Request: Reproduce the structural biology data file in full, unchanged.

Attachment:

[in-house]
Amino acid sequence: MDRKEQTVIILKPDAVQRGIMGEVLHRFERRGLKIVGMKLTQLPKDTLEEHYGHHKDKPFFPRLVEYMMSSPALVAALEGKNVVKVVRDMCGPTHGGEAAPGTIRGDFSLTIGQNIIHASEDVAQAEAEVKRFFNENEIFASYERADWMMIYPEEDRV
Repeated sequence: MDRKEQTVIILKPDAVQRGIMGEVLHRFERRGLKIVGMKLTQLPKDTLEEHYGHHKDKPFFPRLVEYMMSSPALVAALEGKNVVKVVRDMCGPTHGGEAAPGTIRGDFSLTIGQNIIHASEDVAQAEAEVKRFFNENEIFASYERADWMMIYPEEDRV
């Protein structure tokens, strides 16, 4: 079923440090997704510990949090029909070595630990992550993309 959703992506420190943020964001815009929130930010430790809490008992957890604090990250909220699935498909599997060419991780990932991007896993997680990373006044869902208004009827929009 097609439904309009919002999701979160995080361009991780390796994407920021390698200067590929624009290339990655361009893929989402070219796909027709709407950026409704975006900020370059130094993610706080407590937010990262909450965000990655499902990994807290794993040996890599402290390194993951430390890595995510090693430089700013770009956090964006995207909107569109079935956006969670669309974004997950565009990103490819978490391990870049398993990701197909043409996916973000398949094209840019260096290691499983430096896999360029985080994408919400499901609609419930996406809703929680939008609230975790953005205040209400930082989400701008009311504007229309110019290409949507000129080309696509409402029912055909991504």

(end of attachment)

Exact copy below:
[in-house]
Amino acid sequence: MDRKEQTVIILKPDAVQRGIMGEVLHRFERRGLKIVGMKLTQLPKDTLEEHYGHHKDKPFFPRLVEYMMSSPALVAALEGKNVVKVVRDMCGPTHGGEAAPGTIRGDFSLTIGQNIIHASEDVAQAEAEVKRFFNENEIFASYERADWMMIYPEEDRV
Repeated sequence: MDRKEQTVIILKPDAVQRGIMGEVLHRFERRGLKIVGMKLTQLPKDTLEEHYGHHKDKPFFPRLVEYMMSSPALVAALEGKNVVKVVRDMCGPTHGGEAAPGTIRGDFSLTIGQNIIHASEDVAQAEAEVKRFFNENEIFASYERADWMMIYPEEDRV
């Protein structure tokens, strides 16, 4: 079923440090997704510990949090029909070595630990992550993309 959703992506420190943020964001815009929130930010430790809490008992957890604090990250909220699935498909599997060419991780990932991007896993997680990373006044869902208004009827929009 097609439904309009919002999701979160995080361009991780390796994407920021390698200067590929624009290339990655361009893929989402070219796909027709709407950026409704975006900020370059130094993610706080407590937010990262909450965000990655499902990994807290794993040996890599402290390194993951430390890595995510090693430089700013770009956090964006995207909107569109079935956006969670669309974004997950565009990103490819978490391990870049398993990701197909043409996916973000398949094209840019260096290691499983430096896999360029985080994408919400499901609609419930996406809703929680939008609230975790953005205040209400930082989400701008009311504007229309110019290409949507000129080309696509409402029912055909991504």